EXCLUSIVE: Zoe Kazan Moves Beyond Demure

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It’s hard to believe Zoe Kazan, who gained notoriety for the 2012 fantastical love story Ruby Sparks and earned an Emmy nomination for HBO’s Olive Kitteridge, is already experiencing something of a creative drought in her career. 

As Kazan explains, it’s the sad reality that actresses over 30 face in Hollywood. “I had so many more auditions at 23 than I do at 33,” she tells ET by phone. “We, in our culture, tell stories about young girls and tell stories about mothers. There’s a desert in the middle.” 

Even more limiting for the actress, who still passes for 16 in the Off-Broadway play Love, Love, Love, is the fact that she’s admittedly played the same ingénue part onscreen in the string of romantic comedies that followed Ruby Sparks. It’s thanks to “me looking demure and having big eyes and being kind of small and looking young,” she says.   

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It’s one of the primary reasons she fought to play an ill-equipped mother in director Bryan Bertino's new horror film, The Monster, on demand and in theaters on Nov. 11 and available now exclusively on DirecTV. “Getting this opportunity to play someone very far away from myself was exciting to me,” Kazan says. “I’ve gotten to play a more diverse group of people on stage than I have on film.”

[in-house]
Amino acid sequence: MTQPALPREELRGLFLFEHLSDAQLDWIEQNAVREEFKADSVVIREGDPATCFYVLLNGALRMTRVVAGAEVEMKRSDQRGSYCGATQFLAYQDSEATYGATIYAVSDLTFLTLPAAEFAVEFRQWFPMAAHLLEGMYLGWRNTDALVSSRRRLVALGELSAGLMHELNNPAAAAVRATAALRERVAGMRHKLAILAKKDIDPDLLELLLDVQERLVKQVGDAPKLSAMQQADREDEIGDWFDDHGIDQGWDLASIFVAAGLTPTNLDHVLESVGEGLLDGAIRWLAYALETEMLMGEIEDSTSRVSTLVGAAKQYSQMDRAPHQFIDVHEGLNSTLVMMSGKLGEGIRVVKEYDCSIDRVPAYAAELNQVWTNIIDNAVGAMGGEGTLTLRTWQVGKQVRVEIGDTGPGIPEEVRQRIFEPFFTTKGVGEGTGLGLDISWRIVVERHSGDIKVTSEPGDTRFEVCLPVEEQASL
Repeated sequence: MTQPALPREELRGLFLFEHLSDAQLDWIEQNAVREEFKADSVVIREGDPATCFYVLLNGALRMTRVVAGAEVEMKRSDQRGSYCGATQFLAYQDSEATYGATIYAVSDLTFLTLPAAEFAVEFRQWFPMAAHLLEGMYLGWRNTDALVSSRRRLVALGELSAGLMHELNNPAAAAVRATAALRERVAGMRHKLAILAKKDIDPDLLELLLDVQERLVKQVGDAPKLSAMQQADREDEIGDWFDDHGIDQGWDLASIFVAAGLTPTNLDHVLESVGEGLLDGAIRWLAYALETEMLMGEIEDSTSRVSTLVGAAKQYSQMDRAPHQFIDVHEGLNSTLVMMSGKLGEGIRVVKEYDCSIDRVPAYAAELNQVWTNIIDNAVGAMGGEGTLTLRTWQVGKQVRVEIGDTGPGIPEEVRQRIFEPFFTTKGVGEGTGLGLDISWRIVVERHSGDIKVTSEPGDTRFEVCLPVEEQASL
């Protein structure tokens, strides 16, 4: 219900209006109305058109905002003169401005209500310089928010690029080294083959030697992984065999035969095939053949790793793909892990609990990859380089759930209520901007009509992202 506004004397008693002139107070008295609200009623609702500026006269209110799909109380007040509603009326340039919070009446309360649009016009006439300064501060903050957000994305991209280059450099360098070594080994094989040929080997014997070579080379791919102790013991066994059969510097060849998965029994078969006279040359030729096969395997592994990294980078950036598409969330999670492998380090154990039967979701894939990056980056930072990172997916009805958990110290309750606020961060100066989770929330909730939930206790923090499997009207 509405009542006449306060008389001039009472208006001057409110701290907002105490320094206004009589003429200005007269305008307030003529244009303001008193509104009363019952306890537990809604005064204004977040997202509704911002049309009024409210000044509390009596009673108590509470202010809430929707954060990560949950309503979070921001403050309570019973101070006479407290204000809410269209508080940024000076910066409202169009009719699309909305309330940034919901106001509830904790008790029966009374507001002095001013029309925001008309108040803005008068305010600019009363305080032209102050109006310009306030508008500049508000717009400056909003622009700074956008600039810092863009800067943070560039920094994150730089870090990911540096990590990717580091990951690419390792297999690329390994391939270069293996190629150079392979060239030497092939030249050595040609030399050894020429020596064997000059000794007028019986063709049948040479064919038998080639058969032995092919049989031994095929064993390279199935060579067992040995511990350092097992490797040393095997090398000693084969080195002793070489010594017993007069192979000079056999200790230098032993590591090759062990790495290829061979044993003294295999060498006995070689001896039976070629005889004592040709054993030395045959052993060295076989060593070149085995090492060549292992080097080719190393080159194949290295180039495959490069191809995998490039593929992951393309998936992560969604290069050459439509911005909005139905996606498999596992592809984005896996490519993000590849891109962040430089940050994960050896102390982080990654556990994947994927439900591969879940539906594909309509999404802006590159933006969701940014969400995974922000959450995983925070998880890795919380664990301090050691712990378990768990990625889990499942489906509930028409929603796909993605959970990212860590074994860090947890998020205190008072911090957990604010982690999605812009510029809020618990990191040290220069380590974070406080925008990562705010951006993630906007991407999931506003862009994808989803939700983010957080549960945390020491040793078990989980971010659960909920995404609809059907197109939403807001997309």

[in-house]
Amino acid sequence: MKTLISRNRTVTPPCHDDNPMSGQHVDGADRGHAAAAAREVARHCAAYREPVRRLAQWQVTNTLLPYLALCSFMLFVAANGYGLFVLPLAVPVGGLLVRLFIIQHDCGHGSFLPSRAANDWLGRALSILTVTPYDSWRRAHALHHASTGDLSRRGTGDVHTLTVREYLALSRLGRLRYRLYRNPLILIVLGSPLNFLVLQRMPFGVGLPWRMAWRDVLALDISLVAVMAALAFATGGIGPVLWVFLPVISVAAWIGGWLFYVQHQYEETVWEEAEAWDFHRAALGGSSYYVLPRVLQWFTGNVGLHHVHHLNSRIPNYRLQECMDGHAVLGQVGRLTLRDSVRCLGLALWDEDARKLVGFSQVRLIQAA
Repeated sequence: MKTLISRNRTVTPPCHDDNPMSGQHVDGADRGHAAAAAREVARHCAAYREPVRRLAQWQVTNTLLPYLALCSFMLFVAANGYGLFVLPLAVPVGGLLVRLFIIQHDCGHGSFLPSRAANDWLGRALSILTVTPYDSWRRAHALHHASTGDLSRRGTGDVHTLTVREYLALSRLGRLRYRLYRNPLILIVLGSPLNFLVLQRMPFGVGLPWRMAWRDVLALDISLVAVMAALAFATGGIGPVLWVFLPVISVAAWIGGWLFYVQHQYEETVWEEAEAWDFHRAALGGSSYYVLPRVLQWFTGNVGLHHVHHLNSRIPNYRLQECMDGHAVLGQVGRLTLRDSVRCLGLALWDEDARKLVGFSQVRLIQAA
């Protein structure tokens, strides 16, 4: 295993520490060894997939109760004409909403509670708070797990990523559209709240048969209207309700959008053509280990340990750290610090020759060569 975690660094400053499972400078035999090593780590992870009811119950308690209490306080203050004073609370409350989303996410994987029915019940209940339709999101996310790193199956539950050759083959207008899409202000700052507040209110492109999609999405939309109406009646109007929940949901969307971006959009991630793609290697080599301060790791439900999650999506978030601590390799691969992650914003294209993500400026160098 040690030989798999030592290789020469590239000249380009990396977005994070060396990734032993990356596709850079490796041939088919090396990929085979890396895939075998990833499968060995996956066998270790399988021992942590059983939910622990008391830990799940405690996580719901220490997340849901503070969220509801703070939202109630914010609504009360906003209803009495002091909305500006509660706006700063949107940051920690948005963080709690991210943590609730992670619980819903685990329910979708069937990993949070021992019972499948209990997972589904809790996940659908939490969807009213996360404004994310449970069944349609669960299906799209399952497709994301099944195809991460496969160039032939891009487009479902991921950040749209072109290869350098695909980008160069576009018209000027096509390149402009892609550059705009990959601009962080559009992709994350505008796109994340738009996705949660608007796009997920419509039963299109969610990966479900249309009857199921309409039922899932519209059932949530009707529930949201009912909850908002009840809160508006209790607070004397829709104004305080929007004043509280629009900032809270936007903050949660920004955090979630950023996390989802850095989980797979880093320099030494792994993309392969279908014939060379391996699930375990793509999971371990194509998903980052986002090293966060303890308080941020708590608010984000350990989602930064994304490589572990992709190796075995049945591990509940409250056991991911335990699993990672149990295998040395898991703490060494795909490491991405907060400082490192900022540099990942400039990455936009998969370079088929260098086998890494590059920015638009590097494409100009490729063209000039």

On stage, she’s played an agoraphobic Mormon housewife in Angels in America, a betrayer-turned-Roman Catholic nun in The Prime of Miss Jean Brodie and 21 years in the life of a put-upon daughter in playwright Mike Bartlett’s scathing comedy Love, Love, Love. The Roundabout Theatre Company's limited engagement ends on Dec. 18. 

“It’s not that I like doing stage more than film,” Kazan told ET last summer, from the Ottawa, Canada set of Monster. “It’s that I like doing parts that are further away from myself, if given the choice. For a while, [the roles sent to me] were fitting into one kind of part. I tried to make them as different as I could, but you also have to play true to the material.”

Photo: Joan Marcus

While life in theater, especially Off-Broadway, is unsustainable, she does appreciate the challenges it’s afforded her. “Playing Harper Pitt in Angels in America, you know, that’s one of those roles that stretches you beyond your capacity,” Kazan says. And in Love, Love, Love, she’s enjoying the precise rhythm of Bartlett’s script. “I feel like an athlete or a concerto musician,” she says, adding: “There’s no room to mess up.” 

To combat the creative constraints onscreen, Kazan told her agent to stop sending her romantic comedy scripts. “I didn’t want to see them,” she says, acknowledging that, in some ways, she’s limiting her opportunities to work. But she’s also been taking more control of her work, following in the footsteps of her parents, screenwriters Robin Swicord (The Curious Case of Benjamin Button) and Nicholas Kazan (Matilda). 

“I write as much as I can and I try to write for women in an interesting way as much as possible,” Kazan says. Of the screenplays she’s recently been working on, Wildlife just began its first week of production, with boyfriend Paul Dano directing. 

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Adapted from the Richard Ford novel by her and Dano, Wildlife’s female lead is “a really wonderful role for a woman” that’s gone to friend and The Walker co-star Carey Mulligan. “That's one way that I think I'm trying to add to the conversation,” she says of trying to combat the Hollywood mentality facing her and friends. 

“When you have the desire to play a lot more character parts and you look young and cute -- the way that people think I look cute -- it does feel limiting in some way,” Kazan says. “I do feel a curiosity about what will be there for me in 10 years.”